February Golf


predictably The weather in the Northeast this winter has been unusually warm, creating unexpected golf opportunities. My home club stayed open until New Year’s Day, a record, and a few courses in our area haven’t closed at all, or have reopened. The other day, my friend Hacker (real name) and I played a round at the Links at Union Vale, in Dutchess County, New York.

The Links was founded in the late 1990s by a group of Irish golfers from the New York metropolitan area. They were fed up with the summer crowds on the city’s public courses (of which there are a dozen) and decided to build a place of their own within weekend commuting distance. Roughly eighty of them bought shares, at ten thousand dollars apiece. They found two hundred acres of cattle-grazing farmland seventy-five miles north of Manhattan, and they hired Stephen Kay and Doug Smith to design a course for them. The investors knew of Kay because he had done some work on the bunkers at Van Cortlandt Park, in the Bronx—the first public golf course in the United States, founded in 1895—and because he had designed an Irish-style course, called the Links of North Dakota, that they liked very much.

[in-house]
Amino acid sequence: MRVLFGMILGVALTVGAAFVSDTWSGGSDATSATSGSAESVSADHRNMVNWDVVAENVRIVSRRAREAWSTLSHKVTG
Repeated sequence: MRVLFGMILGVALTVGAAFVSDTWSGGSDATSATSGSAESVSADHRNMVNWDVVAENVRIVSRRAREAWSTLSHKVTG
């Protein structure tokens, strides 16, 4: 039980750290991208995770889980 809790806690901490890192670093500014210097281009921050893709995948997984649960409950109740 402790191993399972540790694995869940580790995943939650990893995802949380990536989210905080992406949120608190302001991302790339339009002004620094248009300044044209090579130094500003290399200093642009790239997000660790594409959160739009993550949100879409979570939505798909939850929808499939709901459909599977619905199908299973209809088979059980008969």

For the Union Vale investors, Kay and Smith built a very passable imitation of an Irish links course, and they did it for just $2.5 million—a pittance nowadays. Bull’s Bridge Golf Club, a private course that Hacker and I passed on the way to and from Union Vale, was founded at about the same time. It cost more than $20 million; has been threatened with bankruptcy on a couple of occasions; had a $1.4-million lien placed on it by its architect, Tom Fazio; is still making do with a temporary clubhouse; and costs more than a hundred thousand dollars to join. The original investors in the Links, who represent various Irish golf associations in and around New York City, allow themselves preferential tee times and charge themselves reduced fees, but their club is open to everyone and their clubhouse is well stocked with Guinness. That’s Hacker in the photo above, stuck behind an old grain silo on the fifteenth hole.